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A Retrospective Cohort Study of the Impact of Nurse Practitioners on Hospitalized Patient Outcomes

1
Division of General Internal Medicine, Department of Medicine, Rutgers Robert Wood Johnson Medical School, New Brunswick, NJ 08901, USA
2
Department of Statistics and Institute for Health, Healthcare Policy and Aging Research, Rutgers University, Piscataway, NJ 08854, USA
3
Department of Medicine, Sidney Kimmel Medical College, Thomas Jefferson University, Philadelphia, PA 19107, USA
*
Author to whom correspondence should be addressed.
Received: 30 September 2020 / Revised: 29 November 2020 / Accepted: 2 December 2020 / Published: 6 January 2021
The role of advanced practice providers has expanded in the hospital setting. However, little data exist examining the impact of these providers. Our purpose was to determine the effect of adding nurse practitioners in a complementary role on the quality and efficiency of care of hospitalized patients. A retrospective cohort study evaluated adult patients admitted by private physicians (without house staff or non-physician providers) to a general medical-surgical unit in an academic medical center. The admissions department allocated patients as beds became available and nurse practitioners were assigned to patients until their caseload was reached. Outcomes included length of hospital stay, in-hospital mortality, admission costs, 30-day readmissions, transfer to a more intensive care level, and discharge order time. Of the 382 patients included in this study, 263 were assigned to the nurse practitioner group. Hospital mortality was lower in the nurse practitioner group [OR 0.11 (95% CI 0.02–0.51)] as was transfer to more intensive care level [OR 0.39 (95% CI 0.20–0.75)]; however, the nurse practitioner group had longer length of stay (geometric mean = 5.80 days for nurse practitioners, 3.63 days for no nurse practitioners; p < 0.0001) and higher cost per patient (geometric mean = USD 6631 vs. USD 5121; p = 0.005). The results were unchanged when models were adjusted for potential confounders. Adding nurse practitioners can yield improved clinical outcomes (lower hospital mortality and fewer transfers to intensive care), but with a potential economic expense (longer hospital stays and higher costs). View Full-Text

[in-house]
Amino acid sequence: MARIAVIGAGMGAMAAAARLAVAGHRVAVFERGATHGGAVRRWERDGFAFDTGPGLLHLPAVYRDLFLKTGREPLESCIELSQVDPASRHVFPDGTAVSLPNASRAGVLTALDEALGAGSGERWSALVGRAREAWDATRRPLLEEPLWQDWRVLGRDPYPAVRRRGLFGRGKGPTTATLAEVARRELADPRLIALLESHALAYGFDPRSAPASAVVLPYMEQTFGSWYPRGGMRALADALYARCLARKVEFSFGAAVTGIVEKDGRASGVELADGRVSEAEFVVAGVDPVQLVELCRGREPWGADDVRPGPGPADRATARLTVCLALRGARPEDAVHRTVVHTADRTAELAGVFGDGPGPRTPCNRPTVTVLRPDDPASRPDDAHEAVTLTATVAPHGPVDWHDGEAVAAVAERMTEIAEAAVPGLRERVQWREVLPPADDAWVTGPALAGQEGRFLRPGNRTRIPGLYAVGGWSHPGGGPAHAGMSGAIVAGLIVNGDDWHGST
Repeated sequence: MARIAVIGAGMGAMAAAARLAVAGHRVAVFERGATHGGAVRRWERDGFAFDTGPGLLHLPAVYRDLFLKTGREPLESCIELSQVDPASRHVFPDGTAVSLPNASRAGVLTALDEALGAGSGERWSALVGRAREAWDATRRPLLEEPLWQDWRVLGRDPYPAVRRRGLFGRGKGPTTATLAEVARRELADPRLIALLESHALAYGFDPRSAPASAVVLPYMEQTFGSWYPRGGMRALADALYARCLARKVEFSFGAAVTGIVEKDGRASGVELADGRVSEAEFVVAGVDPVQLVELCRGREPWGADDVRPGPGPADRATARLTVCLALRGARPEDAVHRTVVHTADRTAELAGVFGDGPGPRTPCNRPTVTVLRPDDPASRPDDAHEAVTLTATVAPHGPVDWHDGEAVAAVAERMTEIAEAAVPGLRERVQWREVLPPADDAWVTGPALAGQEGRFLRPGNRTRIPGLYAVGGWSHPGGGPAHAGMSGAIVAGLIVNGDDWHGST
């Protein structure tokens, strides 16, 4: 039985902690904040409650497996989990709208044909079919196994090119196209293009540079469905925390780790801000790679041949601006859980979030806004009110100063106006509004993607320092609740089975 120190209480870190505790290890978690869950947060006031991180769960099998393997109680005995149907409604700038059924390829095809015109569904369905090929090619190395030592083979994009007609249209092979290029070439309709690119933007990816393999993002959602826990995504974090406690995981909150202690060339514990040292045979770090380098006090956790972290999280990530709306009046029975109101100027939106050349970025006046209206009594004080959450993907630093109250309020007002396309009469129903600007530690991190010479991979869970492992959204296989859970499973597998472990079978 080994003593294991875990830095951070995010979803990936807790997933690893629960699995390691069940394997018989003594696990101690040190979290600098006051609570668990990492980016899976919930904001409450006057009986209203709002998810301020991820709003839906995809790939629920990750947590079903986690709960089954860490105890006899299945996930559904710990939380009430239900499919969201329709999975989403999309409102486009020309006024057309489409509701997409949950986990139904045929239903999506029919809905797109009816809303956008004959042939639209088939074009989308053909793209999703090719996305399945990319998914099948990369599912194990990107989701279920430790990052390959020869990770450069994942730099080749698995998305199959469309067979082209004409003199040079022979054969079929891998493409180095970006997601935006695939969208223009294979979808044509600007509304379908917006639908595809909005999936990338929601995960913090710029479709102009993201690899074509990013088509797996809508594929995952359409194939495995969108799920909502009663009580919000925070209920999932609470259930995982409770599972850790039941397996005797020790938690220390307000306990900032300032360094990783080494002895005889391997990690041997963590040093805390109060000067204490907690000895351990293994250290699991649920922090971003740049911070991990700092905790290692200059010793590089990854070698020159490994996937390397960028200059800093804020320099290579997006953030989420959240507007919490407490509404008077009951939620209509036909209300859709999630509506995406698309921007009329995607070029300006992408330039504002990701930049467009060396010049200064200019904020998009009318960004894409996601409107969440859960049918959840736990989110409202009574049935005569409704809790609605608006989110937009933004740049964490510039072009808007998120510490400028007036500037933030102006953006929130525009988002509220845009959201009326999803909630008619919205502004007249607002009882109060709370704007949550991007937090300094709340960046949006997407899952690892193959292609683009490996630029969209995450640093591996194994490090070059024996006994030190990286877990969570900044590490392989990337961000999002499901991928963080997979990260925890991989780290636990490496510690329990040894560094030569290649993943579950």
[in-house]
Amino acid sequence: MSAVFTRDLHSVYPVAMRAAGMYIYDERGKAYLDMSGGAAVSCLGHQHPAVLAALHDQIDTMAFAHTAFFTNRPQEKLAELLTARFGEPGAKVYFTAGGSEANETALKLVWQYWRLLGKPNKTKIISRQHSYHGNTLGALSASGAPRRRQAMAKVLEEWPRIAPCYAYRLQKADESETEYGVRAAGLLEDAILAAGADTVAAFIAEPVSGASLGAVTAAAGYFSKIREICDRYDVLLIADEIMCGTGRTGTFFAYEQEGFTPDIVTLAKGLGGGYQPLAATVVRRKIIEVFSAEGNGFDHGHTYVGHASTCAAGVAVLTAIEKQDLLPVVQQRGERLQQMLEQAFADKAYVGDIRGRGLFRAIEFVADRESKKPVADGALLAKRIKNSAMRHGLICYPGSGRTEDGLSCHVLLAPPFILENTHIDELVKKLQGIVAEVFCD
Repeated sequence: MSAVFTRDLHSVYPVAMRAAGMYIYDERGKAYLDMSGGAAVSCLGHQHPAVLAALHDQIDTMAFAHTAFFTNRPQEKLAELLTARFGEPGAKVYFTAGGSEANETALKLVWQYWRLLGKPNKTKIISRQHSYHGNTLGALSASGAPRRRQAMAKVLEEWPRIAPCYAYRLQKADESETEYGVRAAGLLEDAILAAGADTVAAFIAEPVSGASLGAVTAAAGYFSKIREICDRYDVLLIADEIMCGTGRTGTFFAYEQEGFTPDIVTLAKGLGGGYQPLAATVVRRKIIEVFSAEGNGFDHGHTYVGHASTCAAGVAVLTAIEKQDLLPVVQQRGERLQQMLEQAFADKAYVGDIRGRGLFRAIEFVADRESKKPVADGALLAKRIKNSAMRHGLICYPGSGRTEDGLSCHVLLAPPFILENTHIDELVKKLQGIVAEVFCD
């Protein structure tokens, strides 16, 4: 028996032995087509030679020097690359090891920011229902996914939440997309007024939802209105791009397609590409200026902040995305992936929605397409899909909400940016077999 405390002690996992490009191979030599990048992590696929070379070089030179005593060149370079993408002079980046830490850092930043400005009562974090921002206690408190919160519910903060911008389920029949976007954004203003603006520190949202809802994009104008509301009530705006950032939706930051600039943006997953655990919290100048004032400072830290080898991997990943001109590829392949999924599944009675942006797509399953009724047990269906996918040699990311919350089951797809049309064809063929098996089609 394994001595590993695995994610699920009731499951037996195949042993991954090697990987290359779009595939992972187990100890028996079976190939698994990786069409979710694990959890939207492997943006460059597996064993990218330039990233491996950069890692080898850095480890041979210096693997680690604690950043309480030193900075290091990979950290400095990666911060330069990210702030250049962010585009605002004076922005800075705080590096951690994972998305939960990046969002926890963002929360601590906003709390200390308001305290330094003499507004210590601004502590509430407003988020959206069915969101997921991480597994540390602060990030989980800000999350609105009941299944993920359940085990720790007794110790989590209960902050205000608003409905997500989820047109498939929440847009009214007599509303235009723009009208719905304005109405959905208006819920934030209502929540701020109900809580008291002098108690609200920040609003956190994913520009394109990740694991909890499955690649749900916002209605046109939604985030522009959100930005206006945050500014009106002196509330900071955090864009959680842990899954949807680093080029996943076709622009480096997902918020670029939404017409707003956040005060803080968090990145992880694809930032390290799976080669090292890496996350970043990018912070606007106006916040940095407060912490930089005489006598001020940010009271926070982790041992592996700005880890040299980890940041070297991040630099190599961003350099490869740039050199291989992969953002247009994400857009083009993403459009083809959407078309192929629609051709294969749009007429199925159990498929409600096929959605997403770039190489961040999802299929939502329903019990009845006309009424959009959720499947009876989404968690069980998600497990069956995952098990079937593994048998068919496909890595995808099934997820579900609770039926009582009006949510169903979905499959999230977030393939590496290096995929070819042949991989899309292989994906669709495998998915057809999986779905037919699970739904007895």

Keywords: nurse practitioner; inpatient; outcomes; quality of care; hospital nurse practitioner; inpatient; outcomes; quality of care; hospital
MDPI and ACS Style

Patel, M.S.; Hogshire, L.C.; Noveck, H.; Steinberg, M.B.; Hoover, D.R.; Rosenfeld, J.; Arya, A.; Carson, J.L. A Retrospective Cohort Study of the Impact of Nurse Practitioners on Hospitalized Patient Outcomes. Nurs. Rep. 2021, 11, 28-35. https://0-doi-org.brum.beds.ac.uk/10.3390/nursrep11010003

AMA Style

Patel MS, Hogshire LC, Noveck H, Steinberg MB, Hoover DR, Rosenfeld J, Arya A, Carson JL. A Retrospective Cohort Study of the Impact of Nurse Practitioners on Hospitalized Patient Outcomes. Nursing Reports. 2021; 11(1):28-35. https://0-doi-org.brum.beds.ac.uk/10.3390/nursrep11010003

Chicago/Turabian Style

Patel, Manish S., Lauren C. Hogshire, Helaine Noveck, Michael B. Steinberg, Donald R. Hoover, Jane Rosenfeld, Akanksha Arya, and Jeffrey L. Carson 2021. "A Retrospective Cohort Study of the Impact of Nurse Practitioners on Hospitalized Patient Outcomes" Nursing Reports 11, no. 1: 28-35. https://0-doi-org.brum.beds.ac.uk/10.3390/nursrep11010003

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